According to the deputy director of New York's Office of Cannabis Management, part of the goal of legalization is to regulate the market and root out vendors who are more likely to sell to children. She said that there was no controls to make sure that cannabis products stayed away from young people.
There is more intoxicating marijuana.
Marijuana now often has higher levels of THC than it did a long time ago.
It isn't cannabis anymore. The director of the Addiction Institute at Mount Sinai Hospital said that it wasn't the same drug. Kids used to get 2% to 4% of the drug.
Experts say that the higher potency brings with it a host of added problems, including the risk of vomiting and psychosis that can send kids to the emergency room.
Cannabis is now widely available in packages that are easier for students to use discreetly on campus and harder for adults to catch, which is the most significant change for schools.
Students can take just a few puffs of the concentrate in a pen in the bathroom or take a gummy in class.
Some schools are trying to keep up by installing monitors that can detect drug use in the bathroom.
Other educators don't think that it's a good idea to watch student drug use during school hours.
"Now, with the availability of gummies and edibles, it's really, really, really hard to manage." I can't ethically or morally go to a teen and say, "Hey I saw you eating a gummy, and I assume that the candy had marijuana in it"
The role of mental health is central.
Substance use and the teen mental health crisis are related, according to addiction and mental health experts.
The symptoms of anxiety, depression, and post-traumatic stress disorder spiked during the Pandemic and many teens are open about using weed to dull them.
According to the Centers for Disease Control and Prevention, almost 75% of teens across the country experienced at least one traumatic event during the Pandemic.
A 16-year-old junior at a public high school in Downtown Brooklyn, who spoke on the condition of anonymity, said that people had a lot of time on their hands being home and not having the time to process the emotions of going back to school.
She said it was easier for a teenager to use marijuana than it was to deal with it.
The data shows that teens with mental health issues are more likely to start using drugs.
When he was a teenager, the Manhattan 16-year-old said he found it easier to attend class.
I wouldn't walk around aimlessly in the halls and focus more in class. He said he'd be in class more.
Experts say that while cannabis can bring temporary relief, it can also cause long term problems like depression and anxiety.
A store in New York.
People wrongly think intoxication reduces anxiety. The more you use, the worse your anxiety becomes.
Drug use as a teen is an indication of problematic drug use or addiction. Teenagers with their brains still developing and who can't learn in the same way while under the influence are at greater risk.
Sometimes the greater worry for school staffers is what else might be going on in the lives of students who get high during the school day. When he sees a student use something, he thinks, "I'm worried about you." What is causing you to feel like you have to do that at 9:45 a.m?
Schools scramble to respond but don't have enough resources.
Many schools are trying to follow in the footsteps of New York City and the rest of the country, which has moved away from a law enforcement-based response to marijuana.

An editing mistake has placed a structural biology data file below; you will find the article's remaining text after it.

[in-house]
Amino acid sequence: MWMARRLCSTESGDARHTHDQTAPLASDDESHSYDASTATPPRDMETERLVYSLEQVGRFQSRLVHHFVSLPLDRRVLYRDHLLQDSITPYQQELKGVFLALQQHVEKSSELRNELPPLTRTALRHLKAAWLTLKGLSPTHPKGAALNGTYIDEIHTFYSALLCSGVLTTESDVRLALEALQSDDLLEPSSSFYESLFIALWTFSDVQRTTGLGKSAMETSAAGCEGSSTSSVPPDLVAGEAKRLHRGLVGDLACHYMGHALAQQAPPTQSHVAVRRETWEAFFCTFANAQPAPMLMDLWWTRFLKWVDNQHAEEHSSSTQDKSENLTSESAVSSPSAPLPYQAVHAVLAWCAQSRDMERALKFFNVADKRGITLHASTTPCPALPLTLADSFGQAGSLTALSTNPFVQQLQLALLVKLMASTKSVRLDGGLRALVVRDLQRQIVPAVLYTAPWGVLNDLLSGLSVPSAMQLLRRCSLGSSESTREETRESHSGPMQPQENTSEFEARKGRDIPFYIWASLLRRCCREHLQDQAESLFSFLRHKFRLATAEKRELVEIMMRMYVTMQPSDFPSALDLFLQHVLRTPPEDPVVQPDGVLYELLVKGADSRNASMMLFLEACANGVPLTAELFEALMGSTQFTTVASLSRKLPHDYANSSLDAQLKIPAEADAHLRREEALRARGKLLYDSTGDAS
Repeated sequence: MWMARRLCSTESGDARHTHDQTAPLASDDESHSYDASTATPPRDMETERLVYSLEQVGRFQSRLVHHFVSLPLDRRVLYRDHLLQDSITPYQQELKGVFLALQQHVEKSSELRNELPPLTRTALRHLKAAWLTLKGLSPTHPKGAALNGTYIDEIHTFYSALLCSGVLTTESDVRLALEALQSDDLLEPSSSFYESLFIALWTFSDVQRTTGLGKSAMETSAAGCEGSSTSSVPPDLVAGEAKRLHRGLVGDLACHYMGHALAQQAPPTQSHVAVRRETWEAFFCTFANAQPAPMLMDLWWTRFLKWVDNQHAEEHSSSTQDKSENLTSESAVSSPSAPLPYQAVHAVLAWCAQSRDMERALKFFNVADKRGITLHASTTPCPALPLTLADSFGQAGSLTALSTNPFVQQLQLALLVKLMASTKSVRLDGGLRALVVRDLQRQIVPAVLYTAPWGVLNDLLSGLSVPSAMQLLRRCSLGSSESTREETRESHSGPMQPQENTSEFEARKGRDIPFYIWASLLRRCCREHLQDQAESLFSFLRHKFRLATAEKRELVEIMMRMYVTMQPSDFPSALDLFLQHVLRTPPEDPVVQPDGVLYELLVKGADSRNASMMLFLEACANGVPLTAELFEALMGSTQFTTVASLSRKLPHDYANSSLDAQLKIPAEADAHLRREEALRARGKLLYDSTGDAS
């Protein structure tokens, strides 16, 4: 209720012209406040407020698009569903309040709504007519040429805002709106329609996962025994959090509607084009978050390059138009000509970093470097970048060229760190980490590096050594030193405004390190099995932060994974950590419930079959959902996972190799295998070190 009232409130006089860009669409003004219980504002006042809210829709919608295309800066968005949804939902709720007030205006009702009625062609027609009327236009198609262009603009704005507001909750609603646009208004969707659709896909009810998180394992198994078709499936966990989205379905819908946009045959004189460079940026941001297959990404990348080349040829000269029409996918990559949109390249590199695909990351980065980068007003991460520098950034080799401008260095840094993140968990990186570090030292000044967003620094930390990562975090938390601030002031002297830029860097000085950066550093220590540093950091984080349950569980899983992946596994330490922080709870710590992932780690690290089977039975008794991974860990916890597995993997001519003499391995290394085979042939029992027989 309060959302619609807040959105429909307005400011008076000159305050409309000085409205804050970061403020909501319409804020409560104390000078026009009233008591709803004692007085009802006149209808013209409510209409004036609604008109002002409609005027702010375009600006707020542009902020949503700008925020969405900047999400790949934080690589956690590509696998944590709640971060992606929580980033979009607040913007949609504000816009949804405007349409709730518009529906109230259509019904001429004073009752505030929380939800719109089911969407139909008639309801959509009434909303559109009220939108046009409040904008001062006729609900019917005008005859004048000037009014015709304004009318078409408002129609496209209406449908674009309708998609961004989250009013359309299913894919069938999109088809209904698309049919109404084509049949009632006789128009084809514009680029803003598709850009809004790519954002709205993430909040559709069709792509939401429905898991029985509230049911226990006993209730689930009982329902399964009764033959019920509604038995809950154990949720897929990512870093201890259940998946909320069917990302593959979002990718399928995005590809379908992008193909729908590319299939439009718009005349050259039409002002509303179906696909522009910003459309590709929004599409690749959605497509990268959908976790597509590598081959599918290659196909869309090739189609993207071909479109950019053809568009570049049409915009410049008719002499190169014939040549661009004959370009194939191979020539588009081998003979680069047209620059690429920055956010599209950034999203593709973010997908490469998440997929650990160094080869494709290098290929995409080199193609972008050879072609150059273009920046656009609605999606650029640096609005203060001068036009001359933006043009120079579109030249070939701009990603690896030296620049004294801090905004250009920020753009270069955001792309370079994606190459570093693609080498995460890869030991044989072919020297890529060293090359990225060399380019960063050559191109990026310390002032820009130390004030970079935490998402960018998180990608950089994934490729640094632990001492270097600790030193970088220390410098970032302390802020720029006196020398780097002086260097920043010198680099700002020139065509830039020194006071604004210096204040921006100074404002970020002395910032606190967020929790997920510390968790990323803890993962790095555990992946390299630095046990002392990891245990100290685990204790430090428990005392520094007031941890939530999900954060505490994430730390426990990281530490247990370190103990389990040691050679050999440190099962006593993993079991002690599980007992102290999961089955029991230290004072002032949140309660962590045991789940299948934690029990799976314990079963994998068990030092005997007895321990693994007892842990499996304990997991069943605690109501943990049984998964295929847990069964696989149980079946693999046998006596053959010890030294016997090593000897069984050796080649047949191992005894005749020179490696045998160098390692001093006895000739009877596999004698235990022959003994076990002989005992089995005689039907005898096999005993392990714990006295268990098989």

It wasn't uncommon for police to get involved when students were found with marijuana in schools, but now, school staffers are more likely to respond on their own. Possessing or using a controlled substance at school is a level four infraction that can lead to suspension but also supportive services like referrals to substance abuse counseling. It is a serious offense to sell drugs on school property. School staff are supposed to send a student to the nurse if they suspect a student is drunk. A number of administrators said they had to call the ambulance for students who were drunk.
Nelson said that they had to call the emergency services. They are taking stuff that they don't know what they're taking.
It's important to attach consequences to student marijuana use in school in order to send a message that it's against community standards and makes the environment less safe for other students.
Many schools are trying to find alternatives to exclusionary discipline.
A high school student in Manhattan was caught smoking. He said that the school assigned him several sessions with a counselor.
The teen said that he smoked during the school day even though he was caught. He suggested that officials who catch students using should not be obnoxious about it and talk to a student first.
A drug treatment approach that focuses on reducing the harm caused by drug use rather than extinguishing it is sometimes the best way to counsel students who use cannabis.
It could mean setting up a schedule with a student and blocking out certain times of the day they aren't going to smoke.
School staff can refer students to outpatient or residential drug treatment facilities for the most serious cases.
The program run by Mt. is one of the promising initiatives underway. Substance abuse counseling and mental health support can be found in several city public schools.
ReStart Academy is an alternative school run by the education department that serves students with substance use issues.
A handbook to help school staff understand the phenomenon of students self-medicating with drugs is being worked on.
More resources and training are needed to effectively deal with student substance use issues, which aren't likely to abate on their own.
Cannabis has done that, and we need to rethink education. Unless we have a new reality, it will only get worse.
Keywords: school, Manhattan high school, students, York City